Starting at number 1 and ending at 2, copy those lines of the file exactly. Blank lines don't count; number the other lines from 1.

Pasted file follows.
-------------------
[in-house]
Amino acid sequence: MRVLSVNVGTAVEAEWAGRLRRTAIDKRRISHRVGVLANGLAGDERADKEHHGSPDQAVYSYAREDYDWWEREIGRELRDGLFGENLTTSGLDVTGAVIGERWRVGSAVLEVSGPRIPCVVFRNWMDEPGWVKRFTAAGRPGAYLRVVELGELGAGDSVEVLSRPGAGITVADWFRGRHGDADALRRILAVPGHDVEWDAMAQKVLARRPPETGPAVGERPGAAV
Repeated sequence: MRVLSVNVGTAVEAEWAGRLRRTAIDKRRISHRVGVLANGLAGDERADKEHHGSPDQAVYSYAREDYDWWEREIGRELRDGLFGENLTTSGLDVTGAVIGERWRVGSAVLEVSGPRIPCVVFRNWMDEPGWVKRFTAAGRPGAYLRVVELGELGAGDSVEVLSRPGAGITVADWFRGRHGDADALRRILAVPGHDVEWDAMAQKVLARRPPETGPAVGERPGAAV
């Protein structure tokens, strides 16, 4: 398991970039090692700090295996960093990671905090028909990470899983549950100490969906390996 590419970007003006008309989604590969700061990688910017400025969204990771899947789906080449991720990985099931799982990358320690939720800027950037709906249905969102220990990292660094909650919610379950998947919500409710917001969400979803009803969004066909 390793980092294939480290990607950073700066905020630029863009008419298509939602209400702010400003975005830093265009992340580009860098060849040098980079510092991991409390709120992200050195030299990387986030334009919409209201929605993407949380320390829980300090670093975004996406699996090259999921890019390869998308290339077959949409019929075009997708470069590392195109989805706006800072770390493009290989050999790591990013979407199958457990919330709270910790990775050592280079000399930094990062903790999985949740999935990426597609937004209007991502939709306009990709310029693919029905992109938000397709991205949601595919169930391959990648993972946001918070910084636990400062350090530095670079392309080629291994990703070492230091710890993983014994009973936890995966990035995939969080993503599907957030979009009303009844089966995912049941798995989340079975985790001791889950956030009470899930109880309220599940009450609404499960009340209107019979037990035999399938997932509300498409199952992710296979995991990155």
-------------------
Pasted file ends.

[in-house]
Amino acid sequence: MRVLSVNVGTAVEAEWAGRLRRTAIDKRRISHRVGVLANGLAGDERADKEHHGSPDQAVYSYAREDYDWWEREIGRELRDGLFGENLTTSGLDVTGAVIGERWRVGSAVLEVSGPRIPCVVFRNWMDEPGWVKRFTAAGRPGAYLRVVELGELGAGDSVEVLSRPGAGITVADWFRGRHGDADALRRILAVPGHDVEWDAMAQKVLARRPPETGPAVGERPGAAV